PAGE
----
Before GOODRICH, McLAUGHLIN and STALEY, Circuit Judges.
McLAUGHLIN, Circuit Judge.
In this Chapter X proceeding the district court denied appellant's motions to dismiss counterclaims of appellee, the sole remaining reorganization trustee, to an account and proofs of claim, both filed by appellant.
On December 14, 1948, the debtor, Solar Manufacturing Corporation, filed a voluntary petition under Chapter X of the Bankruptcy Act, 11 U.S.C.A. § 501 et seq., in the United States District Court for the District of New Jersey.Originally two trustees were appointed. They both served until June 28, 1951, when for reasons of economy one was eliminated. At this time most of the debtor's assets have been sold and dividends approximating 25% of claims have been paid or held for distribution on unsecured claims.
On August 1, 1945, the debtor entered into an indenture agreement with appellant, The Marine Midland Trust Company of New York, as trustee, pursuant to which 5% debenture bonds in the face amount of $1,500,000 were issued. $1,450,000 of these bonds remain outstanding. On May 2, 1947, appellant loaned the debtor $650,000, with the loan evidenced by the debtor's unsecured note. Between January 28, 1948, and June 30, 1948, the debtor repaid $275,000 of this loan. On October 27, 1948, the date on which the debtor filed a Chapter XI proceeding, 11 U.S.C.A. § 701 et seq. (later dismissed) in the United States District Court for the Southern District of New York, appellant, as a set-off against the amount due on the note, appropriated the $45,078 balance which the debtor had in its general bank account with appellant. In June, 1948, the debtor sold its Chicago plant for $450,000 and deposited that sum in its general bank account with appellant. Between September 3, 1947 and October 21, 1948, appellant financed $1,505,558 of debtor's accounts receivable, on which it allegedly made a profit of $7,963.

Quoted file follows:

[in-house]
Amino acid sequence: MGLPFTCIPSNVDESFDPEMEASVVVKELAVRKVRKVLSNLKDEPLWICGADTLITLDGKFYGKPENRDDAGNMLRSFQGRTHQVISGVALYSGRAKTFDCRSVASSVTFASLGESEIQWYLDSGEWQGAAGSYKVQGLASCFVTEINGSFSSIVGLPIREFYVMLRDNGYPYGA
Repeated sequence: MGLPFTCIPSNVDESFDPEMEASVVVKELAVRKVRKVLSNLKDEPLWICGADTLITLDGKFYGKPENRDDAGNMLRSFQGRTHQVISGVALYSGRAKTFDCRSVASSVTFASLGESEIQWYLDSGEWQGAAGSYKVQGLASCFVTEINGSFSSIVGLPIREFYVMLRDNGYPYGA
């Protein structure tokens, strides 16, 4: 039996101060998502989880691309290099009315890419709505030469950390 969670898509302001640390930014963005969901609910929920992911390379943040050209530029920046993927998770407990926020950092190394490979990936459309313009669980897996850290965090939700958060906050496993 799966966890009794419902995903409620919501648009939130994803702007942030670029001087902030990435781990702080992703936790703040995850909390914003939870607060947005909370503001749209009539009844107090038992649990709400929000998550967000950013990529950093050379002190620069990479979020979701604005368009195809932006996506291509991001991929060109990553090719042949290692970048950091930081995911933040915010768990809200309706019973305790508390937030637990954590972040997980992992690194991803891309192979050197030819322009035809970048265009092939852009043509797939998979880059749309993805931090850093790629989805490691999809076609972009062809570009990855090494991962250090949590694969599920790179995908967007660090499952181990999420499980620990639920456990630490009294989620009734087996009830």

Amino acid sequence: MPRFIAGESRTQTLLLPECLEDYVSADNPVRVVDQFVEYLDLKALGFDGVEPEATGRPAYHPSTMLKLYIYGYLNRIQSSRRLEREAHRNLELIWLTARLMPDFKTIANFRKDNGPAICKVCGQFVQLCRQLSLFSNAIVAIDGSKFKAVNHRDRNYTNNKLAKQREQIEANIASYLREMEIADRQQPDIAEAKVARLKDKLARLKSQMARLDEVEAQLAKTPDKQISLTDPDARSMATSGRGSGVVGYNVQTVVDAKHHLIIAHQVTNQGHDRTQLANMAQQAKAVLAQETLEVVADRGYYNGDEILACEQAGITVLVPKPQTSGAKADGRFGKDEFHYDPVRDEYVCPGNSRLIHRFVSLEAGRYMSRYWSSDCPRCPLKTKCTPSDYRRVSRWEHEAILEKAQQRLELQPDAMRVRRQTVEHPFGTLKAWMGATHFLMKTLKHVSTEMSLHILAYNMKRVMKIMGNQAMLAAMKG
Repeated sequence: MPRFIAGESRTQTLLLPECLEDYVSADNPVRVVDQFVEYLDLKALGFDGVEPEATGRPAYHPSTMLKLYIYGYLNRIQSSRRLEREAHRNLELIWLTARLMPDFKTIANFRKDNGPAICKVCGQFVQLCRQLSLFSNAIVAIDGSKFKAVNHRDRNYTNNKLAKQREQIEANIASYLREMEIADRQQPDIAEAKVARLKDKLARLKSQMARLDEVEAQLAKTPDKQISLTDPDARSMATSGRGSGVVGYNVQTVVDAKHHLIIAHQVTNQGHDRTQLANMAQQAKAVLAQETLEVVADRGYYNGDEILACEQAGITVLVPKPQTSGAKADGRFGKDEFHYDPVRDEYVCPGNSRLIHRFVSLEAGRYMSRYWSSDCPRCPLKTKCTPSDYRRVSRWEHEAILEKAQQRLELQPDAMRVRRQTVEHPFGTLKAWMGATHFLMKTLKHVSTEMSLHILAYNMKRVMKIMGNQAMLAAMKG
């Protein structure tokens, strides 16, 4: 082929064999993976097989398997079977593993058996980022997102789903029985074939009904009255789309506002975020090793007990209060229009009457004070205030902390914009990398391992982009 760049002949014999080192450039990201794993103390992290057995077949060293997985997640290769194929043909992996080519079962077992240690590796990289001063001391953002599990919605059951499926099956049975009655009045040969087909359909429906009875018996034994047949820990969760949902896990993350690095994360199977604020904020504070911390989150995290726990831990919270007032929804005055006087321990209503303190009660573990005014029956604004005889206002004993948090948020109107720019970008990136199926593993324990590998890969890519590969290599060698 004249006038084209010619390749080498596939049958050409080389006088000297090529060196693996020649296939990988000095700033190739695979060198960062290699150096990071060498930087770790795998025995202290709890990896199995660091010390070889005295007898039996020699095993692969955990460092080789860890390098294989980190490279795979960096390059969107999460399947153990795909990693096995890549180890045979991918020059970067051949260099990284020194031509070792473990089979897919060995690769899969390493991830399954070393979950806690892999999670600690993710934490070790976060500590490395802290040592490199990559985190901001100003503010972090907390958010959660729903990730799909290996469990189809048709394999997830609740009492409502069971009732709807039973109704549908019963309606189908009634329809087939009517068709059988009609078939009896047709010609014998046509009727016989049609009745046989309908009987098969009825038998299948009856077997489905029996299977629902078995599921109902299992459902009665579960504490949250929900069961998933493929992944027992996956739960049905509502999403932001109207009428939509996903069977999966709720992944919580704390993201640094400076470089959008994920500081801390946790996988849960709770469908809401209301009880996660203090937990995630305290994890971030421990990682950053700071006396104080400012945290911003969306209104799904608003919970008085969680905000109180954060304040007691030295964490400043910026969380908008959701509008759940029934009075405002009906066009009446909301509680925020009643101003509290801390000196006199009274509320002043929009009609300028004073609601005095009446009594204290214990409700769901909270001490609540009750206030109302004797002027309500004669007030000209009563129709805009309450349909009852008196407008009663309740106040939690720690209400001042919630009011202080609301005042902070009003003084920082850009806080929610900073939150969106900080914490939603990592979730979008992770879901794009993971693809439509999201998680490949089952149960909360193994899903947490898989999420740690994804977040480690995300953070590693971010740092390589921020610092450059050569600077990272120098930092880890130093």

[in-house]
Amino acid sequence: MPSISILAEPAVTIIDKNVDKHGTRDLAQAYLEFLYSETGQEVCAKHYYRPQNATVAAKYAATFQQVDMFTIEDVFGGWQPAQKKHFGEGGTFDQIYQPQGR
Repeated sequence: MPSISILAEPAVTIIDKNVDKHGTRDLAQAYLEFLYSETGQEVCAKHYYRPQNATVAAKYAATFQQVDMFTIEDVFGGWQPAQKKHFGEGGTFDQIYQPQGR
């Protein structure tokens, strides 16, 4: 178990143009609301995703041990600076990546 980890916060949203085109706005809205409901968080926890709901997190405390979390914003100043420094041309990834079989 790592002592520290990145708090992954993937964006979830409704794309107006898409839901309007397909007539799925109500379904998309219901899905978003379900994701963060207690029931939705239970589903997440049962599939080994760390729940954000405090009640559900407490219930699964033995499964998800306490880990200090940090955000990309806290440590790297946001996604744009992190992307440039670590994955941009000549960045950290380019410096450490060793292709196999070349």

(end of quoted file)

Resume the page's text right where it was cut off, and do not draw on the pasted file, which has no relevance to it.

On March 11, 1949, appellant filed a proof of claim for about $5,000 for services and expenses as indenture trustee. On March 31, 1949, it filed another claim for $354,340 due on the note and for $13,985 based on alleged breaches of warranty and representations made on the sale to it of debtor's accounts receivable.
Appellant resigned as indenture trustee effective March 2, 1949. Upon petition of a committee representing debenture holders, the district court by order of October 13, 1949, required it to file an account as such trustee. That account was filed December 1, 1949. Thereafter the trustees filed their objection to appellant's claims, an answer and counterclaim to the account, and an answer and counterclaim to the claims. In substance the trustees alleged:
(1) That appellant accepted the $275,000 payments on the note and appropriated the $45,078 bank account while debtor was insolvent to appellant's knowledge, in violation of Section 67 of the Bankruptcy Act, 11 U.S.C.A. § 107, New Jersey Revised Statutes 14:14-2, N.J.S.A., and Section 15 of the Stock Corporation Law of New York, McKinney's Consol. Laws, c. 59.
(2) That appellant was derelict in its duties as indenture trustee in failing to earmark the $450,000 received from the sale of debtor's Chicago plant for the benefit of debenture holders, as provided by Article Five, Section 14 of the trust indenture.